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Default Re: BTE.SE Biggest Thread Ever Science Edition

Scientists say they will create matter from light within a year

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Oliver Pike, the lead researcher on the study, said the process was one of the most elegant demonstrations of Einstein's famous relationship that shows matter and energy are interchangeable currencies. "The Breit-Wheeler process is the simplest way matter can be made from light and one of the purest demonstrations of E=mc2," he said.

Writing in the journal Nature Photonics, the scientists describe how they could turn light into matter through a number of separate steps. The first step fires electrons at a slab of gold to produce a beam of high-energy photons. Next, they fire a high-energy laser into a tiny gold capsule called a hohlraum, from the German for "empty room". This produces light as bright as that emitted from stars. In the final stage, they send the first beam of photons into the hohlraum where the two streams of photons collide.

The scientists' calculations show that the setup squeezes enough particles of light with high enough energies into a small enough volume to create around 100,000 electron-positron pairs.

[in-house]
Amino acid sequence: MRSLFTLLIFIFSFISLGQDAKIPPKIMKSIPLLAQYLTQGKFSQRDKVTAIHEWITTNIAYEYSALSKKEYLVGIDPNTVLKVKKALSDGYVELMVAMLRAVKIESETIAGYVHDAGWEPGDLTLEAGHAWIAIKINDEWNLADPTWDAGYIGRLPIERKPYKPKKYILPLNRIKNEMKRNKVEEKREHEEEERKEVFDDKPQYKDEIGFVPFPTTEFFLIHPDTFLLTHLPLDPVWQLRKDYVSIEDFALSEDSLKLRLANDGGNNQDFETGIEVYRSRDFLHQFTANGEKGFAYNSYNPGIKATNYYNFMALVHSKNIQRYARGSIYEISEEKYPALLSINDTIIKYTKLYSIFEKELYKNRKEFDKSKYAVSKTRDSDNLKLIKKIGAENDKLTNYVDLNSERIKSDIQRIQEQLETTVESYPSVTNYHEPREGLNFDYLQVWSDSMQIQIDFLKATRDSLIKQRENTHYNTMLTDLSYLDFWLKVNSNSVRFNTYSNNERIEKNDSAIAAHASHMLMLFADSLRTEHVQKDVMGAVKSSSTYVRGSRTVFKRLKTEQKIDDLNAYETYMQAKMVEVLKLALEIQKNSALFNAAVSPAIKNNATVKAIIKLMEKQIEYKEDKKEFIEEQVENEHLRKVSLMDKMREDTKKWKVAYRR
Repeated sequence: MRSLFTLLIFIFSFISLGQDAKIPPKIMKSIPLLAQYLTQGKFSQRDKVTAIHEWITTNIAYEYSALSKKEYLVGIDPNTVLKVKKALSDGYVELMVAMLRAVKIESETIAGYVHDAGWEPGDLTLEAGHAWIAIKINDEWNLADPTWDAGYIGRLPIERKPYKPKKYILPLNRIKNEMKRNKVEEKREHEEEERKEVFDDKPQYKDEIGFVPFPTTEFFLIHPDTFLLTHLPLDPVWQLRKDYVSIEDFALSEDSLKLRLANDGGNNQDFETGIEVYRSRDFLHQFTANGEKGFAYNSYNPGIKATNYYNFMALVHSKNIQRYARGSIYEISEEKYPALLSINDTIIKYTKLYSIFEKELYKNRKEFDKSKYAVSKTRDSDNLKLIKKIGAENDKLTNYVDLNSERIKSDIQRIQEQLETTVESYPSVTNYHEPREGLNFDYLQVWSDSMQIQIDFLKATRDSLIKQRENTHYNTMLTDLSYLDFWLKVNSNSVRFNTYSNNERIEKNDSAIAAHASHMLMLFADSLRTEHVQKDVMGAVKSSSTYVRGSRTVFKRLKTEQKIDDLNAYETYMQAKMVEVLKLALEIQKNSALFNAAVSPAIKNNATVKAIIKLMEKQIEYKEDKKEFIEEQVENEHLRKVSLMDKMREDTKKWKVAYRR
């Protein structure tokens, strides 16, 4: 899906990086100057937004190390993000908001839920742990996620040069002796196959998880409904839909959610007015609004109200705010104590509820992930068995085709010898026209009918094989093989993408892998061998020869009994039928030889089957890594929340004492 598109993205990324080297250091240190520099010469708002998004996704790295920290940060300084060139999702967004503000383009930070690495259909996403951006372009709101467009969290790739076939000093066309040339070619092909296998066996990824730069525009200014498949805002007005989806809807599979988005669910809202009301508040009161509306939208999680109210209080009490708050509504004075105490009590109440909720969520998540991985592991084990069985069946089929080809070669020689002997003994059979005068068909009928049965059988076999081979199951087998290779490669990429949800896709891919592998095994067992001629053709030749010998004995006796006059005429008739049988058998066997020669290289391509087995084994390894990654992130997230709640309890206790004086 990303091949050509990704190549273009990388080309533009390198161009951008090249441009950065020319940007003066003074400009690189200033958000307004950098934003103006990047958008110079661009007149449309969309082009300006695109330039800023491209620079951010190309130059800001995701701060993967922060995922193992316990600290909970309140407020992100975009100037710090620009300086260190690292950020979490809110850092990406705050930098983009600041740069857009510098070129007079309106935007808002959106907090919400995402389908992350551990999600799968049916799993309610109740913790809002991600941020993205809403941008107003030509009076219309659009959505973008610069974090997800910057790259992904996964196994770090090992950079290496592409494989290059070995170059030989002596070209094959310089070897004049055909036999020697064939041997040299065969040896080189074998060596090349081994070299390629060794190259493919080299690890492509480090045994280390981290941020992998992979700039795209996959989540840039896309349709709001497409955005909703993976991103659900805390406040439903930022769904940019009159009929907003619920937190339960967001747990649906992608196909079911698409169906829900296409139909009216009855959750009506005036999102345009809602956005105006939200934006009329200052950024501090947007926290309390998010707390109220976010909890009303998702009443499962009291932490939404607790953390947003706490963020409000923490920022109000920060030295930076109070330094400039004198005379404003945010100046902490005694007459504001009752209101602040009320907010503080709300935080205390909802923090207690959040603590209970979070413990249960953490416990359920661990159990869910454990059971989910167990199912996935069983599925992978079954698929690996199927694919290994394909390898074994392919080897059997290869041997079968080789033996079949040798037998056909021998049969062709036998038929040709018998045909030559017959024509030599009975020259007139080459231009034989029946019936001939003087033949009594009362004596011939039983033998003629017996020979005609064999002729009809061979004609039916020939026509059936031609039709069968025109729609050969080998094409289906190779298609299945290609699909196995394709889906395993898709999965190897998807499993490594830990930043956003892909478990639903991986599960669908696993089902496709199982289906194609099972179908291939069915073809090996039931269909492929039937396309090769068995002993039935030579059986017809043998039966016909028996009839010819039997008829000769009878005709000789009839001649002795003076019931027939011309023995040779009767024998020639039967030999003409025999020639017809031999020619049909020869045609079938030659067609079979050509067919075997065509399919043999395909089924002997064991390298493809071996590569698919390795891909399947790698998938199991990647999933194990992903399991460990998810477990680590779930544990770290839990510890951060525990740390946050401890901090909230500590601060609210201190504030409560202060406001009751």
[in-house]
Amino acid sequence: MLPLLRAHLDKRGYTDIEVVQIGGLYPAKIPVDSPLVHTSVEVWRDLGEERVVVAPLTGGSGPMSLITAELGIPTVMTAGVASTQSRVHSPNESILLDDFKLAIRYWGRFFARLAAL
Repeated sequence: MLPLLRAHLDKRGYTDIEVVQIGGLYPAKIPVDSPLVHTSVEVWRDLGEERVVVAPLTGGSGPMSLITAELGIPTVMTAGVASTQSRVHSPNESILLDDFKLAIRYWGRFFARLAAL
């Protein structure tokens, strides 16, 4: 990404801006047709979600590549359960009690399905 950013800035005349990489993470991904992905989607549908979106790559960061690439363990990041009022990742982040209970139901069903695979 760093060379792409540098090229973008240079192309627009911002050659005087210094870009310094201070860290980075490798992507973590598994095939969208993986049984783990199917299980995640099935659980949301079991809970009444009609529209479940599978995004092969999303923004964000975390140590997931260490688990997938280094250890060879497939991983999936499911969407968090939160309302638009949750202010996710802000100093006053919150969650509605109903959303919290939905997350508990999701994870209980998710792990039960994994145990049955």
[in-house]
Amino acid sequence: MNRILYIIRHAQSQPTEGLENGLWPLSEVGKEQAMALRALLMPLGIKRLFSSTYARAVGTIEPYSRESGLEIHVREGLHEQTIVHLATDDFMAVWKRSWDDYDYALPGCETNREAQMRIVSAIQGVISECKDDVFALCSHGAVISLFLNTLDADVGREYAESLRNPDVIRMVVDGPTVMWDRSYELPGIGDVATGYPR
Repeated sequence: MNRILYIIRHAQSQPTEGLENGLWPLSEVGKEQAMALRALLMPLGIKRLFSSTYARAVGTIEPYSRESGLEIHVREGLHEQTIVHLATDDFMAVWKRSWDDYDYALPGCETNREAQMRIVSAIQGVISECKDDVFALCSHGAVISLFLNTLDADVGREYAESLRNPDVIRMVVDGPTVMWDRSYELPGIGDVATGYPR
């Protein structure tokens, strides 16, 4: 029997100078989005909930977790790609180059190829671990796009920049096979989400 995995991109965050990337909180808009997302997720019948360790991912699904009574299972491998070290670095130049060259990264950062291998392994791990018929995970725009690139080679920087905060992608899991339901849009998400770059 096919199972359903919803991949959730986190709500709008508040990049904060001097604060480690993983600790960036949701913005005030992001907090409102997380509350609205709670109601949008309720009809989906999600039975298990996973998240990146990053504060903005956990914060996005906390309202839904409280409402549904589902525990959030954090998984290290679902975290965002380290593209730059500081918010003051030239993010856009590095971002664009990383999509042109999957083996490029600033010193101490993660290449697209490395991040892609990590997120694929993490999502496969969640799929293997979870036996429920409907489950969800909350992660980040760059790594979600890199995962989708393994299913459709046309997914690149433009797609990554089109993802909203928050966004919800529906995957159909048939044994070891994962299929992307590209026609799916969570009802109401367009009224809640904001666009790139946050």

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Old 05-30-2014, 04:15 PM   #283
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Default Re: BTE.SE Biggest Thread Ever Science Edition

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Synthetic small interfering RNAs (siRNAs) are an indispensable tool to investigate gene function in eukaryotic cells1, 2 and may be used for therapeutic purposes to knock down genes implicated in disease3. Thus far, most synthetic siRNAs have been produced by chemical synthesis. Here we present a method to produce highly potent siRNAs in Escherichia coli. This method relies on ectopic expression of p19, an siRNA-binding protein found in a plant RNA virus4, 5. When expressed in E. coli, p19 stabilizes an ~21-nt siRNA-like species produced by bacterial RNase III. When mammalian cells are transfected by them, siRNAs that were generated in bacteria expressing p19 and a hairpin RNA encoding 200 or more nucleotides of a target gene reproducibly knock down target gene expression by ~90% without immunogenicity or off-target effects. Because bacterially produced siRNAs contain multiple sequences against a target gene, they may be especially useful for suppressing polymorphic cellular or viral genes.
http://www.nature.com/nbt/journal/v3.../nbt.2537.html
http://en.wikipedia.org/wiki/RNA_interference for background information
http://www.ncbi.nlm.nih.gov/pubmed/18769115
"Knockdown of RCK/p54 expression by RNAi inhibits proliferation of human colorectal cancer cells in vitro and in vivo."

The researchers above invented a method in which to produce si-RNA's from bacteria. Why is this a major development?
1) siRNA's produced from bacteria(pro-siRNAs) are produced by molecular machinery(RNase III) and produce siRNA's from all reading frames, as well as sense and antisense strands. What does this mean? This creates siRNA mixtures that have have greater mRNA targets that can silence target genes more effectively. In essence, pro-siRNA's are more effective than their synthetically produced counterparts.